How To Tell If Cheesecake Is Undercooked

The easiest way is to touch the cake – residues on your fingers or the cake sinking equals an undercooked one. Or else, you can test by inserting a toothpick in the center to see if any wet batter is sticking to it. But the most accurate way is to check its internal temperature.

Use A Cooking Thermometer

The most precise way to check the temperature of a cheesecake is to use an instant thermometer. First, clean the thermometer thoroughly, then calibrate its setting against the display of 212°F. Insert a food thermometer into the center part. Do not reach the bottom or touch the edges because these areas tend to get hotter from heat exposure.

My tip is to eave the thermometer in the cheesecake for a few seconds until the temperature reading stabilizes. A result of 150°F means you should take the dish out of the oven. Otherwise, wait a few more minutes until it reaches the threshold as expected.

It is best to take the temperature measurement only once because this can cause the surface to crack. If it is essential to recheck, put the thermometer in its original position.

Wobble Test

In case you do not have the tool available, it is still possible to check for doneness by a manual measure. Put on oven mitts, then grasp each side of the baking tray. Use a gentle force and shake it.

At the same time, keep your eye on the movement of the middle part. If only a small area of the surface moves, your cake is ready to serve. Once you see over 2 inches of surface wavy or worse, the batter overflows, you know your sweet is not cooked through.

Use A Toothpick

Surprisingly, you can apply the cheesecake toothpick test to check the doneness. You perform the same process as a thermometer, but this tool does not point straight to an accurate reading.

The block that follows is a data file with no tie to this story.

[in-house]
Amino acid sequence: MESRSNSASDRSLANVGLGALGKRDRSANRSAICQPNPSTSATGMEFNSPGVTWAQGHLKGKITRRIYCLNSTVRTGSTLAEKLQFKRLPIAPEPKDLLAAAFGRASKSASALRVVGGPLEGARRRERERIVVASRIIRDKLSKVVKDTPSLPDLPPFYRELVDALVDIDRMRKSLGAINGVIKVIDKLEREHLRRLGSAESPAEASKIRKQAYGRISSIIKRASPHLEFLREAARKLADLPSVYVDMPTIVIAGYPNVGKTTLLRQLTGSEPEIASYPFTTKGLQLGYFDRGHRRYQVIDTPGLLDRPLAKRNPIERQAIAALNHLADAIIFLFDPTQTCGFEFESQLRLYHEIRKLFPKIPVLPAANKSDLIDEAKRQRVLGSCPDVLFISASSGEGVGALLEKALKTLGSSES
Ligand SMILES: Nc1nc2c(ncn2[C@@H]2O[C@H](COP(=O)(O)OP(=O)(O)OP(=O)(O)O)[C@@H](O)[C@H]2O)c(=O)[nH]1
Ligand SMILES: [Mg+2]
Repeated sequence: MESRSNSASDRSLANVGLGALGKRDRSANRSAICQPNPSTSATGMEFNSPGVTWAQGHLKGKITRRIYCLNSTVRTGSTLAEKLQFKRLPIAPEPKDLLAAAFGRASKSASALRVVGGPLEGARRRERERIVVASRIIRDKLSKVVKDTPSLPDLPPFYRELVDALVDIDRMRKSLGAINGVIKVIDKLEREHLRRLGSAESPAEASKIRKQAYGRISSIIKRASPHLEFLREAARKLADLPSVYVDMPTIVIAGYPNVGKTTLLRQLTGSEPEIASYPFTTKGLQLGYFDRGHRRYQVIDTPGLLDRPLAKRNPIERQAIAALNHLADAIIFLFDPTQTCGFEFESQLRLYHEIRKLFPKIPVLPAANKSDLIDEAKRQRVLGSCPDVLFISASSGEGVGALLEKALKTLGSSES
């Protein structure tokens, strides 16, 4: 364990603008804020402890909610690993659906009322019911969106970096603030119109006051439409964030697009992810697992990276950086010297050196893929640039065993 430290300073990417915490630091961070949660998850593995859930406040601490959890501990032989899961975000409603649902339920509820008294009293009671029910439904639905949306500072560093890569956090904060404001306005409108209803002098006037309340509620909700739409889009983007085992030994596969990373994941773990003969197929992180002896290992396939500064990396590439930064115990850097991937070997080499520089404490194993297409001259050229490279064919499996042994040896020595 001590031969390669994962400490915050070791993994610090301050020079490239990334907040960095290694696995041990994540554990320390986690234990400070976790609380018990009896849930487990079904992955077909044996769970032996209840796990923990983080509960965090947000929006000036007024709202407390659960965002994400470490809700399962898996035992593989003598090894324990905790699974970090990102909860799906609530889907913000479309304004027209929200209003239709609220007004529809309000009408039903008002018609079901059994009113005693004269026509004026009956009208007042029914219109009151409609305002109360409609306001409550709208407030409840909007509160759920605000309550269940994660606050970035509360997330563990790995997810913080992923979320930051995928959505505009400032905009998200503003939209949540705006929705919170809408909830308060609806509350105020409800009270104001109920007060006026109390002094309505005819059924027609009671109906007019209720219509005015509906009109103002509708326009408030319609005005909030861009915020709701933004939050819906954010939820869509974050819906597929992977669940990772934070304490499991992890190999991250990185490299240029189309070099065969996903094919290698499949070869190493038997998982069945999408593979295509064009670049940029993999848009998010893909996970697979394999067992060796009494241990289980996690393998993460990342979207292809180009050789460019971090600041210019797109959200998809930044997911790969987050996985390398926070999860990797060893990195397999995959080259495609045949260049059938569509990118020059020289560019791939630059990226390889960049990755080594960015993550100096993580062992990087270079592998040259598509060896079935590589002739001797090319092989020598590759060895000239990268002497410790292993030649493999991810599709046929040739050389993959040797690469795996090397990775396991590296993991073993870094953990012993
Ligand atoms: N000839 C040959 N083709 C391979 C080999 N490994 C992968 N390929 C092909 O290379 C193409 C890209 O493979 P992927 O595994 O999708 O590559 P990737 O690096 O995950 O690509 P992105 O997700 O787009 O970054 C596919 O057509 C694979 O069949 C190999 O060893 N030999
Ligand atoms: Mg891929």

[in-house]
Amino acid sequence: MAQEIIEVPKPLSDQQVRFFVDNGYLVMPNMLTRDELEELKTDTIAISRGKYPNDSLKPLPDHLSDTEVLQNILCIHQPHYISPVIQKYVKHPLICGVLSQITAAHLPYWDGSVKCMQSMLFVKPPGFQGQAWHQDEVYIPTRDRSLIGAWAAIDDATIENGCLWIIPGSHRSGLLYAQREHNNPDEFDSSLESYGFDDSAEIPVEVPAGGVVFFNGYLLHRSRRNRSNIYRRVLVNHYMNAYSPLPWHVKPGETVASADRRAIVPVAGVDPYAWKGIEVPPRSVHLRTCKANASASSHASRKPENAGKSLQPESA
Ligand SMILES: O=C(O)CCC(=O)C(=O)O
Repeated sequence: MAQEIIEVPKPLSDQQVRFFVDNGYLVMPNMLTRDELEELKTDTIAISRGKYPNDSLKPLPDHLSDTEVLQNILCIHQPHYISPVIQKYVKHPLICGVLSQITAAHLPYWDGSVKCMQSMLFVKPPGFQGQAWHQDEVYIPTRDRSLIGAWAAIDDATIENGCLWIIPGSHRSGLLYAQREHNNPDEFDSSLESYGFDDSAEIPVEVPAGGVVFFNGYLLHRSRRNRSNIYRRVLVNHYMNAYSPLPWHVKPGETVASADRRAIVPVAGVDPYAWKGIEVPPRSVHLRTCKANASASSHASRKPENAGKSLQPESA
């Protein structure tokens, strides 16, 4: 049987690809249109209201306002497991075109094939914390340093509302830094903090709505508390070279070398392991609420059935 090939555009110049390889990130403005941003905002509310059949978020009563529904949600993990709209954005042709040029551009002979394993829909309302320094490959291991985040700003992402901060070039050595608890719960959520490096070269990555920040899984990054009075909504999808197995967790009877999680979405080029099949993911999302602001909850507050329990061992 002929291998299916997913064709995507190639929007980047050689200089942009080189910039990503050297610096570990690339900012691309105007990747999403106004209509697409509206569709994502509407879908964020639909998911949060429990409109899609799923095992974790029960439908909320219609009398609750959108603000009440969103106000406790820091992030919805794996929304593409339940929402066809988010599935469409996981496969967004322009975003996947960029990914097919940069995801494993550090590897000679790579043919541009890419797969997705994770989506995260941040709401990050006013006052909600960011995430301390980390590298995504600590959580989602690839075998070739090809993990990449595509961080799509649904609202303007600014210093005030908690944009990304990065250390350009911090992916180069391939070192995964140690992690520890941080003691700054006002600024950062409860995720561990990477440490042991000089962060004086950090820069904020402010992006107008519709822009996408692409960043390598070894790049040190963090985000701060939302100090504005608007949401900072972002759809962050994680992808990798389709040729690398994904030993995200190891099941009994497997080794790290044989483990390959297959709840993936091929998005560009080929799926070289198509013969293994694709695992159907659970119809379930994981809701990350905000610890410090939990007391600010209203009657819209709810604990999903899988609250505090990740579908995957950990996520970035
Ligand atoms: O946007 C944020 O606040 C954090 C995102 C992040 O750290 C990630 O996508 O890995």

This is my go-to choice for its convenience. I just poke a toothpick in the center and leave it there for a few minutes. When pulling out the toothpick, I check whether it is wet with my fingers. If so, put your cake back in the oven. When you do not feel moisture or notice crumbs, it is done.

Note that your intuitive judgment may affect accuracy. Although this measure works in emergencies, investing in a digital thermometer is still best.

Press It Down

You may occasionally come across a few bakers taking advantage of a pressure test to evaluate their fresh cheesecakes. Still, I only recommend it to professionals since it requires careful hand operations and subjective judgment based on the wealth of experience.

Disinfect your hands, then use one or two fingers to press on the top gently. Gently rub on the surface and observe the change. If you feel the surface is stable, your. Conversely, it would help if you extended the baking time once your fingers are sunk in and cause the surrounding area to rise.

Check Its Appearance

As the cheesecake bakes, the edges cook faster than the center. Hence, looking at the outermost ring, which may turn golden brown, is possible. This indicates that the dessert is perfectly baked. The center area should remain pale and slightly jiggly.

cooked cheesecake